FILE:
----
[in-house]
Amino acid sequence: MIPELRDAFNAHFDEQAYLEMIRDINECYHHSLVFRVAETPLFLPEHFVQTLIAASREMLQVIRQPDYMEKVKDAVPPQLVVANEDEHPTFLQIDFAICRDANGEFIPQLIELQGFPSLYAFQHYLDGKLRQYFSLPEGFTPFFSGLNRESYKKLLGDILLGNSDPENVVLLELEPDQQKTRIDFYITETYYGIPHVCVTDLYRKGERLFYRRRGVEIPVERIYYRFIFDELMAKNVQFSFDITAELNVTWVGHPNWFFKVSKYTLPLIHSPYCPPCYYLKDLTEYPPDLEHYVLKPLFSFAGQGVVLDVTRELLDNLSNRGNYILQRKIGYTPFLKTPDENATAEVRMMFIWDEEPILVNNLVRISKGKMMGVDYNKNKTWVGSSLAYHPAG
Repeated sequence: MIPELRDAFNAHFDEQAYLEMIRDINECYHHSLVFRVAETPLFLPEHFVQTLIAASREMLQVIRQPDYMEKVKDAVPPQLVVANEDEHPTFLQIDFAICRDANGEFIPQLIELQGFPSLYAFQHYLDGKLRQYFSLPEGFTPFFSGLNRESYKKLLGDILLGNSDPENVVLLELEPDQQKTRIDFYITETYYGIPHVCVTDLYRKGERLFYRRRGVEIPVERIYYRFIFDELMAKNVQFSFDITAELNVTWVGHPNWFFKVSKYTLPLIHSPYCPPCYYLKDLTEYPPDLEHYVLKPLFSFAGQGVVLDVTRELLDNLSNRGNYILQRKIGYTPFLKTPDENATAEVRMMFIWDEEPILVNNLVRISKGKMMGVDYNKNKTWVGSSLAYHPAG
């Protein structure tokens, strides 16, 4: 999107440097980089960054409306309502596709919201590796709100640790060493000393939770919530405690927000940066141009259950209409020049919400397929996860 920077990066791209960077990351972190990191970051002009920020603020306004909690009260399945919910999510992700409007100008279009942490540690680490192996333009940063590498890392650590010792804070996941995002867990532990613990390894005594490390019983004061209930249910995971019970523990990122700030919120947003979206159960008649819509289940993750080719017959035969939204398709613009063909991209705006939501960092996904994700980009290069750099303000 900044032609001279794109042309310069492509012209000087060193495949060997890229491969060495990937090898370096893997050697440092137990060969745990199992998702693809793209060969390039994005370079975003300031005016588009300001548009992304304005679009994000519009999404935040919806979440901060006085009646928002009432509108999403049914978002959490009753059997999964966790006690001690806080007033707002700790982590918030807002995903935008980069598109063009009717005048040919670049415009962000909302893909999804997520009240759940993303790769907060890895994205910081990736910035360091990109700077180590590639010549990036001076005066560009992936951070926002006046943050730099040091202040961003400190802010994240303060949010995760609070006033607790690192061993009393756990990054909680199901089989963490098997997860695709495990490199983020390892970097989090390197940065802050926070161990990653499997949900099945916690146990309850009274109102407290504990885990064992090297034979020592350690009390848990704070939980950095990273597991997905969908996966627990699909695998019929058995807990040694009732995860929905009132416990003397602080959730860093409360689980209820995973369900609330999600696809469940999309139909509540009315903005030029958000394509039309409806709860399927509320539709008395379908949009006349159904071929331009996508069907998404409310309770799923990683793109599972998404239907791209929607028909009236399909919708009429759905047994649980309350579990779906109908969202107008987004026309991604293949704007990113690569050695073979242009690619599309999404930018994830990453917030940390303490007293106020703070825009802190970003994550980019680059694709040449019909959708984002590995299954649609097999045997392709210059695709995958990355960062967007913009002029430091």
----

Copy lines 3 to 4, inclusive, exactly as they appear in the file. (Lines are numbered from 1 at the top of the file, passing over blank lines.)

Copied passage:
Repeated sequence: MIPELRDAFNAHFDEQAYLEMIRDINECYHHSLVFRVAETPLFLPEHFVQTLIAASREMLQVIRQPDYMEKVKDAVPPQLVVANEDEHPTFLQIDFAICRDANGEFIPQLIELQGFPSLYAFQHYLDGKLRQYFSLPEGFTPFFSGLNRESYKKLLGDILLGNSDPENVVLLELEPDQQKTRIDFYITETYYGIPHVCVTDLYRKGERLFYRRRGVEIPVERIYYRFIFDELMAKNVQFSFDITAELNVTWVGHPNWFFKVSKYTLPLIHSPYCPPCYYLKDLTEYPPDLEHYVLKPLFSFAGQGVVLDVTRELLDNLSNRGNYILQRKIGYTPFLKTPDENATAEVRMMFIWDEEPILVNNLVRISKGKMMGVDYNKNKTWVGSSLAYHPAG
């Protein structure tokens, strides 16, 4: 999107440097980089960054409306309502596709919201590796709100640790060493000393939770919530405690927000940066141009259950209409020049919400397929996860 920077990066791209960077990351972190990191970051002009920020603020306004909690009260399945919910999510992700409007100008279009942490540690680490192996333009940063590498890392650590010792804070996941995002867990532990613990390894005594490390019983004061209930249910995971019970523990990122700030919120947003979206159960008649819509289940993750080719017959035969939204398709613009063909991209705006939501960092996904994700980009290069750099303000 900044032609001279794109042309310069492509012209000087060193495949060997890229491969060495990937090898370096893997050697440092137990060969745990199992998702693809793209060969390039994005370079975003300031005016588009300001548009992304304005679009994000519009999404935040919806979440901060006085009646928002009432509108999403049914978002959490009753059997999964966790006690001690806080007033707002700790982590918030807002995903935008980069598109063009009717005048040919670049415009962000909302893909999804997520009240759940993303790769907060890895994205910081990736910035360091990109700077180590590639010549990036001076005066560009992936951070926002006046943050730099040091202040961003400190802010994240303060949010995760609070006033607790690192061993009393756990990054909680199901089989963490098997997860695709495990490199983020390892970097989090390197940065802050926070161990990653499997949900099945916690146990309850009274109102407290504990885990064992090297034979020592350690009390848990704070939980950095990273597991997905969908996966627990699909695998019929058995807990040694009732995860929905009132416990003397602080959730860093409360689980209820995973369900609330999600696809469940999309139909509540009315903005030029958000394509039309409806709860399927509320539709008395379908949009006349159904071929331009996508069907998404409310309770799923990683793109599972998404239907791209929607028909009236399909919708009429759905047994649980309350579990779906109908969202107008987004026309991604293949704007990113690569050695073979242009690619599309999404930018994830990453917030940390303490007293106020703070825009802190970003994550980019680059694709040449019909959708984002590995299954649609097999045997392709210059695709995958990355960062967007913009002029430091």